What do I want to create for myself and the world?
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On Rosh Hashanah and throughout the High Holiday season, we eat challah in the shape of a circle, to symbolize the circle of time, and the fullness of the year that is coming. Many people add even more sweetness to their first challah of the new year by adding apples and raisins or by drizzling honey or jam on top.
As you take a bite, share with others around the table how you hope to bring sweetness into the world in the New Year.
בָּרוּךְ אַתָּה יְיָ אֱלֹהֵֽינוּ מֶֽלֶךְ הָעוֹלָם
הַמּֽוֹצִיא לֶֽחֶם מִן הָאָֽרֶץ
Barukh ata Adonai Eloheinu melekh ha’olam,
hamotzi lekhem min ha-aretz.
Blessed are You, Adonai our God,Ruler of the universe,
Who brings forth bread from the earth.
For Ashkenazi Jews, the primary symbolic food of Rosh Ha-Shanah is apples dipped in honey, a way of wishing for a sweet new year. Before eating apples and honey, say the following blessings:
Barukh atah Adonai Eloheinu melekh ha'olam borei pri ha-eitz.
Blessed are You, God, Ruler of the universe, who creates fruit of the tree.
Yehi ratzon lifanecha, Adonai Eloheinu, v'Elohai avoteinu, she'te'hadesh aleinu shanah tovah u'metukah.
May it be Your will, Adonai our God, to grant us a good and sweet year.
Each year, the first time we eat a fruit that only grows at a certain time of year, we say a special blessing, the shehecheyanu, on this new fruit.
בָּרוּך אַתָּה יי אֱלֹהֵינוּ מֶלֶך הָעוֹלָם שֶׁהֶחֱיָנוּ וקְִיְמָּנוּ והְִגִיּעָנוּ לַזְמַן הַזֶה
Barukh ata adonai elohenu melekh ha-olam, she-hechiyanu, v’kiy'manu, v’higi'anu la-z’man ha-zeh
Blessed are You, the One who has kept us alive and sustained us so that we could reach this moment.
For centuries, Sephardi Jewish families have gathered to celebrate a special Rosh Hashanah ceremony with a plate or meal of symbolic foods. Each food is eaten after requesting a specific kind of Divine blessing that sounds like the name of that food in Hebrew.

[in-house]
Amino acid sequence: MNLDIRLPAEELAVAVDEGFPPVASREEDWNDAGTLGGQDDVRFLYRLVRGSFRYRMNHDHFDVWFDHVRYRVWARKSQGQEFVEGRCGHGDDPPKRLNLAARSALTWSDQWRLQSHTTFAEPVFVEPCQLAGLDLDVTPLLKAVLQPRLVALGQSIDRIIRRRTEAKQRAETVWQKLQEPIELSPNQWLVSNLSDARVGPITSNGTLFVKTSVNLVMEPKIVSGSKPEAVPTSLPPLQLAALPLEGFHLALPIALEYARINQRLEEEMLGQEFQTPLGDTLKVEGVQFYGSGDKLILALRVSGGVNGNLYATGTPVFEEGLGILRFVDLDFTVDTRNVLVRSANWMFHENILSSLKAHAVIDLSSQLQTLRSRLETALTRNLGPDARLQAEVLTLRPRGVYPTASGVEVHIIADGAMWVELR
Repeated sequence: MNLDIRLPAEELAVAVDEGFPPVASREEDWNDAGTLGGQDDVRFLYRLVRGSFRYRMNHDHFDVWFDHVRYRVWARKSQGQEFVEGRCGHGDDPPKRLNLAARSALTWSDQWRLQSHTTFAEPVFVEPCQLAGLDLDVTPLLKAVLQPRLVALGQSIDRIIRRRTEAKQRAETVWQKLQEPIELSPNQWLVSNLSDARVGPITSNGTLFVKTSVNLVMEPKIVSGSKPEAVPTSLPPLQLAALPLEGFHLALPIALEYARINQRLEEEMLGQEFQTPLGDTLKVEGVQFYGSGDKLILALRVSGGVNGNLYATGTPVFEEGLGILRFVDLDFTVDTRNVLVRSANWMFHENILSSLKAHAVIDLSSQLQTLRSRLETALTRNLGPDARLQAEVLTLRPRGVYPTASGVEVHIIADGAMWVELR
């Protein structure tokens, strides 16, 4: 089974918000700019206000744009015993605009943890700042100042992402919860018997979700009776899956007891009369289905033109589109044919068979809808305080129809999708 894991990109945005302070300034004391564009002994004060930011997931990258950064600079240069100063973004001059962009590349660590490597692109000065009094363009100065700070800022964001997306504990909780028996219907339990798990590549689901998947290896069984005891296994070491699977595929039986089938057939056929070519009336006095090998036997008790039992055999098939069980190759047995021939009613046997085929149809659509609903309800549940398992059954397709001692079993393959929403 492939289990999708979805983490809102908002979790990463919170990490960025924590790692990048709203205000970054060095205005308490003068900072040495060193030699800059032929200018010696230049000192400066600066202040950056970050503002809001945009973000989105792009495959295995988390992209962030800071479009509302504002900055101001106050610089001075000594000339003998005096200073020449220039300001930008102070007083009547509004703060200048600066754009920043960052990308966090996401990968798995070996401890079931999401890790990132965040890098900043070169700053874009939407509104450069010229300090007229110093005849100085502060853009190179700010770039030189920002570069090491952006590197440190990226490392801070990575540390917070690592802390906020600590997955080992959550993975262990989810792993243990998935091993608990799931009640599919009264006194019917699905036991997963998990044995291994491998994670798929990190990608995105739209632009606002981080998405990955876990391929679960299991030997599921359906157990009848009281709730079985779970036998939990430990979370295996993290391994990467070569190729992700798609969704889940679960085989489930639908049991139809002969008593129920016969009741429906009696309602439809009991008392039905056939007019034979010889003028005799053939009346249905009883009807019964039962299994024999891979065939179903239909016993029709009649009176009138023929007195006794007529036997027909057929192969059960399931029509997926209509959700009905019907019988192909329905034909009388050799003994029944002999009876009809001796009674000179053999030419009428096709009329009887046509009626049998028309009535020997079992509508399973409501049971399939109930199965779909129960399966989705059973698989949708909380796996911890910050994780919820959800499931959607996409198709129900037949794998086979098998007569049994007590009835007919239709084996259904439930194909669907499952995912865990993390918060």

Before eating dates ( tamar ):
May it be your will, God, that hatred will end. ( Tamar resembles the word for end, yitamu. )
Before eating pomegranate:
May we be as full of mitzvot as the pomegranate is full of seeds.
Before eating apple:
May it be Your will, God, to renew for us a good and sweet year.
Before eating black-eyed peas or string beans ( rubia ):
May it be Your will, God, that our merits increase. ( Rubia resembles the word for increase, yirbu. )
Before eating pumpkin or gourd ( k’ra ):
May it be Your will, God, to tear away all evil decrees against us, as our merits are proclaimed before you. ( K’ra resembles the word for tear and proclaimed, likroah. )
Before eating spinach or beet leaves ( selek ):
May it be Your will, God, that all the enemies who might beat us will retreat, and we will beat a path to freedom ( Selek resembles the word for retreat, yistalku ).
Before eating leeks, chives, or scallions ( karti ):
May it be Your will, God, that our enemies be cut off. ( Karti resembles the word for cut off, yikartu. )
Since Rosh Hashanah means the head of the year, we eat foods that symbolize our wish to be heads, not tails in the year to come. Traditionally, families ate the head of a fish or sheep. You may want to instead enjoy a head of lettuce, or a more whimsical option involves gummy fish.
May it be Your will, God, that our heads remain clear and focused on creating a better world this year.
Illustration by Jessica Tamar Deutsch displaying the traditional simanim